You have 72 hours to get back to me, otherwise a new winner will be selected.

Visit the Official Rules

This giveaway runs from February 15 - March 15, 2011.

Visit the Exclusive Offers section


Debbie said...

Wow, you should be so proud of those boys! What a great thing for them to organize (and so nice of you to facilitate as I am sure they can't drive the bottles themselves.)

mmburdette22 said...

Unlike you, I actually I leave the curtains/blinds open in order to let in as much natural light as possible instead of using electricity. This works for me becase I live in temperature consistent climate where I rarely have to use heat/air conditioning.

Anonymous said...

I wash clothes in cold water, also. I usually hang clothes to dry and the kids help by turning lights off when not being used.


Dmarie said...

I love to cook and since we don't even use the AC for much of the summer, the oven's heat presents a problem. So when the weather cooperates, I'll use my SunOven to bake in. With back-to-back usage, I've even been able to use it to cook as many as three dishes in one day!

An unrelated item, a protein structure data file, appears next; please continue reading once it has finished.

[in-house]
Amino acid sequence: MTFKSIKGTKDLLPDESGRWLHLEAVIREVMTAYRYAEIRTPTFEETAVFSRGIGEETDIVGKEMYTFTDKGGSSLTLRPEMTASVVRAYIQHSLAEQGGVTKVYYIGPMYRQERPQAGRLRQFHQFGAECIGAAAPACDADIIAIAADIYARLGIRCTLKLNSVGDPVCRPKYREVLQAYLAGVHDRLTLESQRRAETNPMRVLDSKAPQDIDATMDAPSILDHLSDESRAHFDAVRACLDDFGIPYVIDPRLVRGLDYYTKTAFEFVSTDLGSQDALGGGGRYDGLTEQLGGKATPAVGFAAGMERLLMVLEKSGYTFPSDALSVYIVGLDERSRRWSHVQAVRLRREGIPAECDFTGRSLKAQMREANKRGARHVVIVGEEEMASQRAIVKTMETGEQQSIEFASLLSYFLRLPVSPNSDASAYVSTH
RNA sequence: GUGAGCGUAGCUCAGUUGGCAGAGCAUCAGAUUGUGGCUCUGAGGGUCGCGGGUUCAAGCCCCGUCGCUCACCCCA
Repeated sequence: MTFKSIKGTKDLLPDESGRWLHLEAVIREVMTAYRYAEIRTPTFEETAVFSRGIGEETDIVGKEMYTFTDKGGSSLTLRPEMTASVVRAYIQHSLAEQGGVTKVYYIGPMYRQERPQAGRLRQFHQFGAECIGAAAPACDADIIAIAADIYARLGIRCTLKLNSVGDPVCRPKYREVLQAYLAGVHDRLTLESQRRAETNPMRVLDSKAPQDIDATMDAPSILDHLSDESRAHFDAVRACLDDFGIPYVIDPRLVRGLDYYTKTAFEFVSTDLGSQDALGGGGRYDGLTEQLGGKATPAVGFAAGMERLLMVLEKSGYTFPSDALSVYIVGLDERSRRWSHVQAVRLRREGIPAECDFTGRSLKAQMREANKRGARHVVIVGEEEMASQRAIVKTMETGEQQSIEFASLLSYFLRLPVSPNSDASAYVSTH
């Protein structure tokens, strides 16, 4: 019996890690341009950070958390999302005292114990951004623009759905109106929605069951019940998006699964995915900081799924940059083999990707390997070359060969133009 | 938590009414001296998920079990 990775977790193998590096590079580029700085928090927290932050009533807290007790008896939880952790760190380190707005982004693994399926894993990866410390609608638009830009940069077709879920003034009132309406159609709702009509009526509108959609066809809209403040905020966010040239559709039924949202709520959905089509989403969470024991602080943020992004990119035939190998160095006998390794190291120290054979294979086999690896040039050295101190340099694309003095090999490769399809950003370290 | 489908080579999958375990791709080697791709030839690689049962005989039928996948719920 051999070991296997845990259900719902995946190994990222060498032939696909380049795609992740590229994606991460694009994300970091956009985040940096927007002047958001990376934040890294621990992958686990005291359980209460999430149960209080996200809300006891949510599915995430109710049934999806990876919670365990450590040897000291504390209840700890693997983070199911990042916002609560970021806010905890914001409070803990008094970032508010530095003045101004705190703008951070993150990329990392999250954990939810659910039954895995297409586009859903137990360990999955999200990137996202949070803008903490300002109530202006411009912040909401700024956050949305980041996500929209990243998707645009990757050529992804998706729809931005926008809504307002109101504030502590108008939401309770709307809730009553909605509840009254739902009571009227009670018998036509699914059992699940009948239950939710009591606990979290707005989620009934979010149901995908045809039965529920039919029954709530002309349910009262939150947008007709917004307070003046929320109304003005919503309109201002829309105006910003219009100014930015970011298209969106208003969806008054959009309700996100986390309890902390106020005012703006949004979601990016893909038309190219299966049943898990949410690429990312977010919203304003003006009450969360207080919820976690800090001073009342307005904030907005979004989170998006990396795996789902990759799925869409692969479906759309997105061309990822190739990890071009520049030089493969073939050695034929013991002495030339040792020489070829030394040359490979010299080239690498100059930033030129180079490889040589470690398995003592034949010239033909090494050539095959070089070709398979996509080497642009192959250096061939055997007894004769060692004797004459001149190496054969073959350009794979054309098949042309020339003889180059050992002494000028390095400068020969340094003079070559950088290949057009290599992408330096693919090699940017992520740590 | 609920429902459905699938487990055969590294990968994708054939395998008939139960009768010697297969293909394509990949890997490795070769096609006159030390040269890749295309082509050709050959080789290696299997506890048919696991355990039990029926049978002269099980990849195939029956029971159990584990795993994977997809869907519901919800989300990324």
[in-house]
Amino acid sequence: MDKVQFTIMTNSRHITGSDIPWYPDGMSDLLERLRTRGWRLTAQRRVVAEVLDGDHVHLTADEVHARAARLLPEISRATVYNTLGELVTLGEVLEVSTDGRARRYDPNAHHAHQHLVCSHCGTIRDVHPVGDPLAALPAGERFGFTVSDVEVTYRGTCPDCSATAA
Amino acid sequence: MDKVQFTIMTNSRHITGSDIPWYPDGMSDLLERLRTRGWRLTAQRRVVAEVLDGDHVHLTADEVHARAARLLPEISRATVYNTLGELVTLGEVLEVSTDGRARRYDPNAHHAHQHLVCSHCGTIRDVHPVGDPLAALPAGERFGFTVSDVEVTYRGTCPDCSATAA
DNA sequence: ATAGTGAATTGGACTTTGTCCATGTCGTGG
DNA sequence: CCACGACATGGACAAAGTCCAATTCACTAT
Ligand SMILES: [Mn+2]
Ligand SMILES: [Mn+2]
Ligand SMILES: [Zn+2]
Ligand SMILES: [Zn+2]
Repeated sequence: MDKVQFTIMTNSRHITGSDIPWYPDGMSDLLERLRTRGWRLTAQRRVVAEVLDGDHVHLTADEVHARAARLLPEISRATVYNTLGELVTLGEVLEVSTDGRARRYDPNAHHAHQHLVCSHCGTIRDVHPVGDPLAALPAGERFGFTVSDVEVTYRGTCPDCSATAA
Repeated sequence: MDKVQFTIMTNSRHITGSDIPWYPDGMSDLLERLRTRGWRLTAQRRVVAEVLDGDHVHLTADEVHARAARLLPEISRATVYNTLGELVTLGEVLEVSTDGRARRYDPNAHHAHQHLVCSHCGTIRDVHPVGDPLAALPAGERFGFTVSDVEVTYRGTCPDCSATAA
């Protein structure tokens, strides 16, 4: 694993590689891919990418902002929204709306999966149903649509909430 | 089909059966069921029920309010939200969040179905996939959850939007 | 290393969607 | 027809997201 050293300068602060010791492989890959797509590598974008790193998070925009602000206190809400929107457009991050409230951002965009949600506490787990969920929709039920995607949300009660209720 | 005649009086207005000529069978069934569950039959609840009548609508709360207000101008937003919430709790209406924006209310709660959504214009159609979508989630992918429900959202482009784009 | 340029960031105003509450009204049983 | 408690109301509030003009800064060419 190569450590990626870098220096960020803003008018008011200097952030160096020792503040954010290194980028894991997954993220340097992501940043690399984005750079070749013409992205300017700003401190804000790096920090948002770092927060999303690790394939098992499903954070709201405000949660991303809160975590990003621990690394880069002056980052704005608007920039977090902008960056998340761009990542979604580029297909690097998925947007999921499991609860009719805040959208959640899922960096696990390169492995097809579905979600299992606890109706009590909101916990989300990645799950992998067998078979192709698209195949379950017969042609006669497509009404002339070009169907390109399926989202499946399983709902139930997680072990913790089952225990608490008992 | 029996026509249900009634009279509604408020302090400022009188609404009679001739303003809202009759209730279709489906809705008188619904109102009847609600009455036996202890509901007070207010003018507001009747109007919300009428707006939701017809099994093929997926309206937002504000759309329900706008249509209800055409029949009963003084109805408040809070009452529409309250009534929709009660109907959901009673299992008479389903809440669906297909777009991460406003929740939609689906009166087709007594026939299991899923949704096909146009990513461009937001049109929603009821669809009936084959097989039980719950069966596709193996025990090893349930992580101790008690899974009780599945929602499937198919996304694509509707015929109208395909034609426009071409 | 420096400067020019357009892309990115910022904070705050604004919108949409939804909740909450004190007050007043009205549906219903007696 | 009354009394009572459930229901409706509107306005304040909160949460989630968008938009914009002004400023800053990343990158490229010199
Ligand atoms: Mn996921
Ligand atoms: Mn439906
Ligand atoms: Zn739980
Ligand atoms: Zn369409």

Kelly Massman said...

We turn down the heat at night in winter! Thanks!

Allison said...

We do lots to cut down on energy consumption. We generally keep the house at 60-65 during the day and then down to 55 at night (helps having two big dogs to heat the room up), we launder in cold water, we use the smart bulbs, and we unplug things when not in use (or try to remember to do this). We have a timer on our water cooler too so it doesn't refrigerate overnight for no reason :)

Amy said...

You have listed quite a few excellent tips. One I followed closely is to unplug appliances I'm not using. Unfortunately, my hubby always forgets to do so. So, I'm always on the look out! :P


Anonymous said...

we do a number of things including keeping the house set at 62 in winter, just using 1 room AC in the summer and wash primarily in cold water. i would love a chance to try the smart blubs.

jacquieastemborski AT comcast DOT net

Domestic Diva said...

We use gray water to water our indoor and outdoor plants.

lovelydomesticdiva (at) gmail (dot) com

Anonymous said...

Hi, we use a programmable thermostat and use timers on lights to save energy.
maddiemb {at} comcast (dot) net

Anonymous said...